Fatih Birol has served as executive director of the International Energy Agency (IEA) since September 2015. Prior to this, Birol spent 20 years as a staff member at the agency, most recently serving as chief economist. He has been named by Forbes Magazine as one of the most influential people on the world energy scene and was recognised by the Financial Times as energy personality of the year in 2017. He also chairs the World Economic Forum's (Davos) Energy Advisory Board and serves on the UN Secretary-General's Advisory Board on 'Sustainable Energy for All'. He is also the founder and chair of the IEA Energy Business Council.
Shreerupa Mitra spoke with Birol on his recent visit to India:
Geo-politically, we are living uncertain times. How do you foresee some of the big energy trends in the medium term?
You're right. The global energy landscape is changing rapidly. If I can give a couple of examples: the United States has been an energy importer for years and years but now"thanks to shale revolution"they are changing and becoming a major energy exporter, especially for oil and gas. This will change the dynamics of oil and gas markets, energy geopolitics, we may even see foreign policy implications.
Second, China. Chinese energy demand will continue to grow but slower than in the past and in another direction. When we talked about China a few years ago, China and coal were always spoken of together. But China is now pushing in the direction of clean energy. And it is driven by strong government policies under the motto "making the skies of China blue again". Solar, wind, nuclear power, electric cars, efficiency: these are top priorities for the Chinese energy policy. So, there is a big change there.
And third, a new country is going to lead the new energy demand growth, which is India. India is moving to the centre stage of global energy affairs as a result of strong and stable economic growth, very strong industrialisation, modernisation of society. As a result of that, we see that India's energy demand will be the highest in the world and as such, India will be a key player in the global energy markets for years to come.
OPEC recently announced a one million barrel per day (mbpd) increase in supply. Do you think that is enough to contain market volatility given the looming Iran sanctions and the acute political crisis in Venezuela?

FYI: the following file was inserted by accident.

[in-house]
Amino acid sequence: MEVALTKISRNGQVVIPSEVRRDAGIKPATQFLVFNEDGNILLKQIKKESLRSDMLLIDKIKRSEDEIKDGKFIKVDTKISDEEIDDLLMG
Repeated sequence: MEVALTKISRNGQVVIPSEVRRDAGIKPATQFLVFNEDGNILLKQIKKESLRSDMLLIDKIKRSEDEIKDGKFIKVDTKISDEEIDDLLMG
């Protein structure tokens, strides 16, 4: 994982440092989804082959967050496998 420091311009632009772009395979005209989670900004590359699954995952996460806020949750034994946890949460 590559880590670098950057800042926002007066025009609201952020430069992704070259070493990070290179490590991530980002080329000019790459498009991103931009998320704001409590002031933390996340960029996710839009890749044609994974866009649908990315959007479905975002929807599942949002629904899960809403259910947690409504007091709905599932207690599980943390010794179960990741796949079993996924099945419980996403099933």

First of all, I should tell you that as we speak, oil price is about $77. The price may be a bit of a challenge for several oil importing countries, especially those who are in the development phase of their economies. If you look at the next few months, I see reasons to worry about future developments because of at least two important facts: Global oil demand is growing very strongly"this year and next year, it is about 1.4-1.5 mbpd, which is very strong growth, stronger than previous historical averages.
But at the same time, when I look at the production side, the supply side varies. Perhaps, the most important one is Venezuela. Venezuela's oil production in two years, about 22 months, has halved from 2 mbpd to 1 mbpd. And my worry is that it will continue to fall. Second, when we look at some of the key West Asian countries, there is major uncertainty about their production and export prospects such as Libya, Iran, and Nigeria. So, these are reasons why I believe that if the OPEC-alliance countries do not increase the production further, we may well see tightening in the oil markets towards the end of this year and this may well put pressure on prices which, I believe, is not good news for oil importing countries but maybe in the medium- and long-term, not good news for oil exporting countries as well.